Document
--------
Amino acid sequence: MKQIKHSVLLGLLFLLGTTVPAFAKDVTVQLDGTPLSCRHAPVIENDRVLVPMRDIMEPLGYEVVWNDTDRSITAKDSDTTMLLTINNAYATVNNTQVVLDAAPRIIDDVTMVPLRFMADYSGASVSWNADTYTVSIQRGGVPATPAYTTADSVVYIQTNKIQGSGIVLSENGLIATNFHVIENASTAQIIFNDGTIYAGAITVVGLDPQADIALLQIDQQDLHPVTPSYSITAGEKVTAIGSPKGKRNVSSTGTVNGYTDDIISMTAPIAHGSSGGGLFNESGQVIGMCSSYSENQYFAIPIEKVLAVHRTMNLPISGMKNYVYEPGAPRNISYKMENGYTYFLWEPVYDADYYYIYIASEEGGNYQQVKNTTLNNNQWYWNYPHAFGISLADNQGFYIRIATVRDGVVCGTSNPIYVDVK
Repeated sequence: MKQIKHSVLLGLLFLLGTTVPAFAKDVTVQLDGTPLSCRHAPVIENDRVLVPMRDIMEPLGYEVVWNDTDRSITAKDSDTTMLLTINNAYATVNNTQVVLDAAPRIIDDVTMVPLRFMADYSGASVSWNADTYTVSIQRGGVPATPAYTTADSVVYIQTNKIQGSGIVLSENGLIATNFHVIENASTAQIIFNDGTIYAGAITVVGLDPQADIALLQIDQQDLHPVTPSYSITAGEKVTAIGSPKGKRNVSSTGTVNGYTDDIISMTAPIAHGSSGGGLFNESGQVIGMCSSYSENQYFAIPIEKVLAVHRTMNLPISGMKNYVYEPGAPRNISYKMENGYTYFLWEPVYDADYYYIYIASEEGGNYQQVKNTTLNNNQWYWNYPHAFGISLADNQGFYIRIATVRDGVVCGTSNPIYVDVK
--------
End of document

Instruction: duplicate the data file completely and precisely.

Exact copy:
Amino acid sequence: MKQIKHSVLLGLLFLLGTTVPAFAKDVTVQLDGTPLSCRHAPVIENDRVLVPMRDIMEPLGYEVVWNDTDRSITAKDSDTTMLLTINNAYATVNNTQVVLDAAPRIIDDVTMVPLRFMADYSGASVSWNADTYTVSIQRGGVPATPAYTTADSVVYIQTNKIQGSGIVLSENGLIATNFHVIENASTAQIIFNDGTIYAGAITVVGLDPQADIALLQIDQQDLHPVTPSYSITAGEKVTAIGSPKGKRNVSSTGTVNGYTDDIISMTAPIAHGSSGGGLFNESGQVIGMCSSYSENQYFAIPIEKVLAVHRTMNLPISGMKNYVYEPGAPRNISYKMENGYTYFLWEPVYDADYYYIYIASEEGGNYQQVKNTTLNNNQWYWNYPHAFGISLADNQGFYIRIATVRDGVVCGTSNPIYVDVK
Repeated sequence: MKQIKHSVLLGLLFLLGTTVPAFAKDVTVQLDGTPLSCRHAPVIENDRVLVPMRDIMEPLGYEVVWNDTDRSITAKDSDTTMLLTINNAYATVNNTQVVLDAAPRIIDDVTMVPLRFMADYSGASVSWNADTYTVSIQRGGVPATPAYTTADSVVYIQTNKIQGSGIVLSENGLIATNFHVIENASTAQIIFNDGTIYAGAITVVGLDPQADIALLQIDQQDLHPVTPSYSITAGEKVTAIGSPKGKRNVSSTGTVNGYTDDIISMTAPIAHGSSGGGLFNESGQVIGMCSSYSENQYFAIPIEKVLAVHRTMNLPISGMKNYVYEPGAPRNISYKMENGYTYFLWEPVYDADYYYIYIASEEGGNYQQVKNTTLNNNQWYWNYPHAFGISLADNQGFYIRIATVRDGVVCGTSNPIYVDVK